Thirty years ago, Haiti had all the rice it needed. Then in 1986, Haiti turned to the IMF for a loan. Now, after cutting tariff protections on local rice, Haiti imports most of its rice from the United States, which in turn remains heavily subsidized. US rice farmers get one billion dollars a year in government subsidies. Meanwhile in Haiti, hungry people are rioting in the streets because they cannot afford to buy rice.
If those tariff protections were reinstated and Haitians were permitted to grow their own rice, poverty and hunger would both greatly decrease. A good example of this strategy working is Cuba’s Urban Agriculture Movement. Over the last fifteen years, Cuba has developed one of the most successful examples of urban agriculture in the world.
The necessity for Cuba to turn to urban and organic agriculture in the early 1990s is both well known and understood. The collapse of the Soviet Union and the ending of trade with COMECON on rather favorable terms spelled the end of the Soviet-style, large-scale, industrial agriculture that Cuba had been practicing since at least the 1970s. Almost overnight, diesel fuel, gasoline, trucks, agricultural machinery, spare parts for trucks and machinery, as well as petrochemical-based fertilizers and pesticides, all became very scarce. In view of the severe crisis in food production, a shift to urban agriculture seemed an obvious and necessary solution: urban production minimized transportation costs and smaller-scale production minimized the need for machinery. Agro-ecological production (applying the principles of ecology to agricultural practices), in part, necessitated production sites near the living areas of large concentrations of people, and at the same time avoided the use of toxic petrochemical fertilizers and pesticides, which were no longer available.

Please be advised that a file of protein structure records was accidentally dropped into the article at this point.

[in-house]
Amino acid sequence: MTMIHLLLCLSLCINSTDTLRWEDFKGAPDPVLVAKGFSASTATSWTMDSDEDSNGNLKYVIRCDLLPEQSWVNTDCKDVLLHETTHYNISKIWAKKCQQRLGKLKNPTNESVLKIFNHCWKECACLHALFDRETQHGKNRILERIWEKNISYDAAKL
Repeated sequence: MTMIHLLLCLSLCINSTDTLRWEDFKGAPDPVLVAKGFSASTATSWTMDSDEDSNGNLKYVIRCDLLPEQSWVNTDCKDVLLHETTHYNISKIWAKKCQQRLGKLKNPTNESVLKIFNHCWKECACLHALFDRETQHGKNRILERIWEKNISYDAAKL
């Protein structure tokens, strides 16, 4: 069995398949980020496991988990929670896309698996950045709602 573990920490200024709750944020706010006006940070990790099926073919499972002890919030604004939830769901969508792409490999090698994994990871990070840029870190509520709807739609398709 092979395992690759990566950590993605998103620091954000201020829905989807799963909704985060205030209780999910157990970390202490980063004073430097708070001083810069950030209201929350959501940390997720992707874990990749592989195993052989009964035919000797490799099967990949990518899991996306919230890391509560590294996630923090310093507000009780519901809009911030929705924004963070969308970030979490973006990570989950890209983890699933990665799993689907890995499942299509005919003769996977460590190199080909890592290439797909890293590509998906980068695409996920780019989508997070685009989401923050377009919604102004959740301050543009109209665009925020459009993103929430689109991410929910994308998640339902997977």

The urban agriculture movement produced 409,668 tons of fresh vegetables and herbs in the first quarter of 2009, and is now working to offer products even at the height of the northern summer season.
At least targeted aid into urban agriculture is a place to start. Or we can keep accusing Haitians of being lazy, corrupt black people unworthy of our cash. Does Karzai’s opium-dealing brother need more money?